"How to play like Bill Evans" lesson

I’ve watched and rewatched that lesson, Tuomo has done a fantastic job ! Also i’m very interested in that lesson, and that also might be usefull to copy some of his vocings for arrangement, and playing. At 13:05 in the video, he plays a Bbo7 and a Bbmaj7, instead of only playing a Bbmaj7, why ?


Thanks @Guillaume,

I’m glad you liked the lesson!

About the Bbdim,

A tonic diminished chord that resolves to a tonic major is a common harmonic movement.

As we know, diminished chords usually function as dominant chords, or at least as something that needs to be resolved.

Let’s stay in the key of Bb. Bbdiminished chord can function as an A7:


A7, of course is a dominant to D (in the key of Bb D-), which can be treated as a Bbmaj7 as well:


This is why Bbdim → Bbmaj resolves nicely, even if the diminished chord is not the usual dominant diminished chord.

Also this is why a usual reharmonization for the tonic dimished is 25, in this case E-7 A7 → Bbmaj7.

Here couple of examples of tunes that this occurs:

I Remember you in Fmaj:

Whispering in Eb:

And many others.

Let me know if this helped, and let me know if you have any further questions!



Another wonderful arrangement by the Master, Kent Hewitt did a video on this, that might be a good supplement to the lesson of @Tuomo on Bill Evans, for those like me whom are absolute fans.



Hey all, im super interested in getting more and more into Bill Evans style, but, i don’t know where to start, there’s just so much to do, do you have any advice ?

Thanks in advance

Hi Guillaume :wave:

I can recommend some theory topics which can be commonly heard in the playing of Bill Evans.

Moving from easier topics to harder topics:

Inner Voice Movement

Listen to all of the inner voices Bill uses in the head of “Like Someone In Love”: :star_struck:

Study the following lesson, and then perhaps try to work out some of those inner voices he is playing in the recording above.

Suspended Harmony

After watching Tuomo’s lesson on Bill Evans’ style, you will have seen how Bill Evans uses Sus chords and suspended harmony.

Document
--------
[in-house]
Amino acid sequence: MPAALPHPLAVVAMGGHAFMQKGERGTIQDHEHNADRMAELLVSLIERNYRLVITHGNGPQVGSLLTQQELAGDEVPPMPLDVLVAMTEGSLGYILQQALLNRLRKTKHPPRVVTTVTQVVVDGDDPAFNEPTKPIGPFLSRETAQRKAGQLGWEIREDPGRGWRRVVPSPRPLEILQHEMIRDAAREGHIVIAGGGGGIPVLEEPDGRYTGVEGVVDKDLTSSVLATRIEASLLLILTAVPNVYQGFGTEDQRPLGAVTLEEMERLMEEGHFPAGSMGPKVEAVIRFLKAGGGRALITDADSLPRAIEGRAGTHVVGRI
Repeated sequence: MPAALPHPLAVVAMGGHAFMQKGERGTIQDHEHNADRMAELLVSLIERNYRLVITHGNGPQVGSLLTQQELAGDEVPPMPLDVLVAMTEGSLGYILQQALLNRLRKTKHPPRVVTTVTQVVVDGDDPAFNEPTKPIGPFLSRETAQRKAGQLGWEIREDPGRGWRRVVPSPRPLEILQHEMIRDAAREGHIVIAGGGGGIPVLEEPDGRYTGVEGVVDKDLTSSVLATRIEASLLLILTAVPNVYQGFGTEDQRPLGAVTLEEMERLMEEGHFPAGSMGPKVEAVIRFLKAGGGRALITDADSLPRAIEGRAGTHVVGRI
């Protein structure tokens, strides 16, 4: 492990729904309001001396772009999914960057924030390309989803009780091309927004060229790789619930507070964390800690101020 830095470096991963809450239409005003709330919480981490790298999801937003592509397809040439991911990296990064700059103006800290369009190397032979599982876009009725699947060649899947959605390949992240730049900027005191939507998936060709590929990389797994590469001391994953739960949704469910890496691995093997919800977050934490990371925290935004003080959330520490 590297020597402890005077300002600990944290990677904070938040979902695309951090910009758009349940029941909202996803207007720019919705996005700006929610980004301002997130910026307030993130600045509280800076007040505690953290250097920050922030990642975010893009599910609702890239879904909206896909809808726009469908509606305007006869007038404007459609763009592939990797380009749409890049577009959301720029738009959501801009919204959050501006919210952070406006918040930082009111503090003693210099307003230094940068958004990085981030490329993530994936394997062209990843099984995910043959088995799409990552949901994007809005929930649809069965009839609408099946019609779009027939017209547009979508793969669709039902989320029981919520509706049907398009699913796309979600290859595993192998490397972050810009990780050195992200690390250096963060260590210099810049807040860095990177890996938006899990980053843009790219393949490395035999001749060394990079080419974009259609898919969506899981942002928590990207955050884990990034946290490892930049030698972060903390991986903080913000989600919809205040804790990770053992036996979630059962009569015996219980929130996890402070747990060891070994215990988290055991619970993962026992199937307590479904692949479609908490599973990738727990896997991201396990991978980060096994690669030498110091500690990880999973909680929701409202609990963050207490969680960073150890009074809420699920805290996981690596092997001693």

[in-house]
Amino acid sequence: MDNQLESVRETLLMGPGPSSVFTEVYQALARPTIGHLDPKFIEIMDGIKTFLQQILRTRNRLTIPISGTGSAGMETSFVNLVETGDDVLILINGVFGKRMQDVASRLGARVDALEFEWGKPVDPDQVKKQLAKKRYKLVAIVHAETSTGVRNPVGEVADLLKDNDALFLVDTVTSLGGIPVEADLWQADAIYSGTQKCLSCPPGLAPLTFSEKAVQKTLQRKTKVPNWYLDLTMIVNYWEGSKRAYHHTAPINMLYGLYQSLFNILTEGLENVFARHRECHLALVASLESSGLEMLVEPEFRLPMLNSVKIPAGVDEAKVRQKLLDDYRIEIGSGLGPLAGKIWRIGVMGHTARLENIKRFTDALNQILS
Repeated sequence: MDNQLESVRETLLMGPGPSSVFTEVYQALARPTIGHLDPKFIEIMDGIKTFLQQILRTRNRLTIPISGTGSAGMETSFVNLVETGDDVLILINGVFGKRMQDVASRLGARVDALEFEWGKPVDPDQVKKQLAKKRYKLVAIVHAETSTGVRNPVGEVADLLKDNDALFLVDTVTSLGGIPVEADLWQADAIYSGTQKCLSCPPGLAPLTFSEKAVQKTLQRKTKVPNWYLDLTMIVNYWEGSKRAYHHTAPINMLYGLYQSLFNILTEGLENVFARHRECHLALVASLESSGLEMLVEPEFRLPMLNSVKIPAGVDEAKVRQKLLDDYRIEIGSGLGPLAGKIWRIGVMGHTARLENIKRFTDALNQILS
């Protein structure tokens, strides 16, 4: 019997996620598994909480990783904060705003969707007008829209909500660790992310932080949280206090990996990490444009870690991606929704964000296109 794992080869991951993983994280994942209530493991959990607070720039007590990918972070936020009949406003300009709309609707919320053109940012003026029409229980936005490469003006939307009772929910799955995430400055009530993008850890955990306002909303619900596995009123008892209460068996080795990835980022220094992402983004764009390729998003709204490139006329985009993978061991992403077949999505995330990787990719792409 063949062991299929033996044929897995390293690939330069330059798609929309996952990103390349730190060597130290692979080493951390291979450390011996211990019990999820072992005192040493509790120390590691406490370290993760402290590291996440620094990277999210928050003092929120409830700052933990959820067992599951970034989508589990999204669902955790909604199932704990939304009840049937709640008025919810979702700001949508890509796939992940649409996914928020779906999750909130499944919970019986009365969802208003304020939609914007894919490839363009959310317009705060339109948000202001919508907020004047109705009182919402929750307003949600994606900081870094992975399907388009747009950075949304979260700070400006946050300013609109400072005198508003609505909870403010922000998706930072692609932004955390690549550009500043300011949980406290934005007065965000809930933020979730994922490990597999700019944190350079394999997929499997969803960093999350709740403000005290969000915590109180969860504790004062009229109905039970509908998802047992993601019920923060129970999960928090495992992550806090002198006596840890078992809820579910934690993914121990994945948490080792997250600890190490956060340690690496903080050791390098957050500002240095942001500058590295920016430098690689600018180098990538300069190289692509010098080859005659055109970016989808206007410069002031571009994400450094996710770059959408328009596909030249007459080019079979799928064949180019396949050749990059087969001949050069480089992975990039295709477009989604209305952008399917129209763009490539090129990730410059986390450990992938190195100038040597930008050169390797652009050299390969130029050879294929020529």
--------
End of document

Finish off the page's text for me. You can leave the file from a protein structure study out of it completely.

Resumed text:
We have a lesson on that topic here:

Drop 2 Voicings

Bill Evans was a master of drop 2 voicings.

There are some nice examples from 1:55 onwards in this recording:

Here’s is our course on block chords and drop 2 voicings:

What Is It About His Playing That Speaks To You ?

Just use the above as guidance Guillaume.

There will be something about Bill Evans’ style which speaks to you.

My main recommendation is to figure out exactly what that thing is.

Find examples on his discography with specific things that you want to be able to play, and then spend the time to transcribe and emulate his playing.

Any further questions let me know. :+1:

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Aside from the harmony topics @Hayden listed, I can recommend working on rhythm as well, and in particular to become comfortable with hemiola in your melodic improvisation. Bill Evans often said that he worked hard to liberate his melodic improvisation from “the bar line,” and I know from my own attempts that it’s challenging to do.

Start with simple melodic phrases that you choose from your own improvisations or that you transcribe from Evans’ examples, and practice playing them starting on every eighth note (every half beat) as you comp for yourself and keep steady time with a simple, fitting chord progression in the left hand.

Having his mind work with great facility “across the bar lines” is a hallmark of Bill Evans’s playing, and the better you are at this, the more of his sound you’ll have access to in your own improv.

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